Since the prediction about the Mayan calendar fizzled, let's take a look at some predictions we laid out in an article last year titled Credit card technology: 2012 and beyond. Our forecasts (pinched, as always, from expert specialists) for how credit card use might evolve hopefully proved to be a bit more on target.
Credit cards transforming before our eyes
And we -- or, rather, those experts -- didn't do too badly. All the technologies we explored remain on track to make it big:
- The four big payment networks have each published a road map for rolling out across the United States EMV, the chip-and-PIN and chip-and-signature technology.
- Offers from your credit card companies sent directly to your smartphone and based on your precise geographical location (a particular aisle in Walmart, say) edge ever closer.
- Mobile wallets and other ways to pay from your credit card account using your smartphone, tablet or similar device are already beginning to take off.
The extent to which those mobile payment opportunities are exploding became clear recently, when three innovations, each from a different company, were announced within three working days:
- On Dec. 3, US Airways said it had become the first airline in the world to accept payments for in-flight purchases using MasterCard's PayPass technology. This allows you to pay using credit cards, smartphones and tablets that have near-field communications (NFC) technology, and have been registered with this MasterCard service.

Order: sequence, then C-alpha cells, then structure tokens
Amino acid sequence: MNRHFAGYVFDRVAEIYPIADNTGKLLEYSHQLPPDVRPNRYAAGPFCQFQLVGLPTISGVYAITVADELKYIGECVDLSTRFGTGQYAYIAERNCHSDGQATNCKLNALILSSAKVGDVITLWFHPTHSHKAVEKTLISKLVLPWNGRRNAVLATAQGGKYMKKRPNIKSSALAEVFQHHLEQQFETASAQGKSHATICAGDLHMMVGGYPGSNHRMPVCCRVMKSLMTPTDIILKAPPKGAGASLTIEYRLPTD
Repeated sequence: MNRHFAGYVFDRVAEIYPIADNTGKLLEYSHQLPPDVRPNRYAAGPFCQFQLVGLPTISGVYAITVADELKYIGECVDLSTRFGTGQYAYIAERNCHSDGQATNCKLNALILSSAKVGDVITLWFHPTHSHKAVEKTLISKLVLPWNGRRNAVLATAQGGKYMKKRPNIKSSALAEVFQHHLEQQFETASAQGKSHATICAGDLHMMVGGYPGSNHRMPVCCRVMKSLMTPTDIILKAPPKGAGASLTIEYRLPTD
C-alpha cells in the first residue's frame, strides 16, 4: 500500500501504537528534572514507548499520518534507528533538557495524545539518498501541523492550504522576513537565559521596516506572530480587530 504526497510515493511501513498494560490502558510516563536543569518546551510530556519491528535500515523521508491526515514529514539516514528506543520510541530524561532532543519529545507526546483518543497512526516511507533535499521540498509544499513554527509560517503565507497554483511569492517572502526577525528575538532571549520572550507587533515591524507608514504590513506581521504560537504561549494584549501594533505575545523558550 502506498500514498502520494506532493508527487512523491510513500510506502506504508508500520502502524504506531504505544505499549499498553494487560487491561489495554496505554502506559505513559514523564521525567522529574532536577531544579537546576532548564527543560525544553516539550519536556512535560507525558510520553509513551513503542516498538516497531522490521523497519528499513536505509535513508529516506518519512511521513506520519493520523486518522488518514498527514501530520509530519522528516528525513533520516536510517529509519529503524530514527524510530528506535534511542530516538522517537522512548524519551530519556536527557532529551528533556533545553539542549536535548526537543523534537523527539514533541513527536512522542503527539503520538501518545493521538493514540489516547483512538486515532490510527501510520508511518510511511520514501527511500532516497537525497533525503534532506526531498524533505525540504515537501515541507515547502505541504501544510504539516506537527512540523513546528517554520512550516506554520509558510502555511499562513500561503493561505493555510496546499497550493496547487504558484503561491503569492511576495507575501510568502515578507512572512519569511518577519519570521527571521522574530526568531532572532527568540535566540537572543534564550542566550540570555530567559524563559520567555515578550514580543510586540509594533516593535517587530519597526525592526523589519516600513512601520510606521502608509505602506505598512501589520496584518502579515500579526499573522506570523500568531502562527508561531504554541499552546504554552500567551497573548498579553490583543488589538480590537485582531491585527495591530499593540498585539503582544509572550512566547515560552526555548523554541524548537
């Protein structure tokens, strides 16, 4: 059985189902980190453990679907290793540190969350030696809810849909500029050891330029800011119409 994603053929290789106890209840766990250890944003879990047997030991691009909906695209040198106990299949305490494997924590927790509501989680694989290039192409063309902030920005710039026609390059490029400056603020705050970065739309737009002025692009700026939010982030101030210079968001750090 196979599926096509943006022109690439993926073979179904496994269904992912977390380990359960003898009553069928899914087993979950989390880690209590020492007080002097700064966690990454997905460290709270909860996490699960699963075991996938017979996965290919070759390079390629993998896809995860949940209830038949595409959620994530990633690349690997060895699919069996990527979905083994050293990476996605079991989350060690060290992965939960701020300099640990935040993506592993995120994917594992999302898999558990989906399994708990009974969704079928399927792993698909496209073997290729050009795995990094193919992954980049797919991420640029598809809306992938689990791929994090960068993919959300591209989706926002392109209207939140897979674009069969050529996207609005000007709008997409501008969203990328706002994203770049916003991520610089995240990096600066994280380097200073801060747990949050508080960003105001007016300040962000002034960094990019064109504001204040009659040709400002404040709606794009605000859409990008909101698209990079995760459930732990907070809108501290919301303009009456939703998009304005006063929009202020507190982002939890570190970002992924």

- The same day, USA Technologies and Isis unveiled plans to enable some 7,500 vending machines in and around Austin and Salt Lake City to accept payments using NFC-compliant cards and devices.
- On Dec. 5, NCR launched NCR Mobile Pay. This should allow diners in restaurants that adopt the technology not only to pay their bill using their smartphone or tablet, but also to browse the menu, re-order dishes, request a receipt via email, provide feedback and summon their server to their table -- all online.
Prepare to be wooed
By now, you're probably telling yourself how little all this matters to you, and that you don't see yourself as someone who would ever want or need mobile payment services. After all, you can already pay using your credit card on US Airways flights, and waving your hand to attract a server's attention seems to work pretty well. Come to think of it, if you're in the sort of restaurant where hand signals fail, how likely is it that staff are going to respond more quickly to being summoned from cyberspace?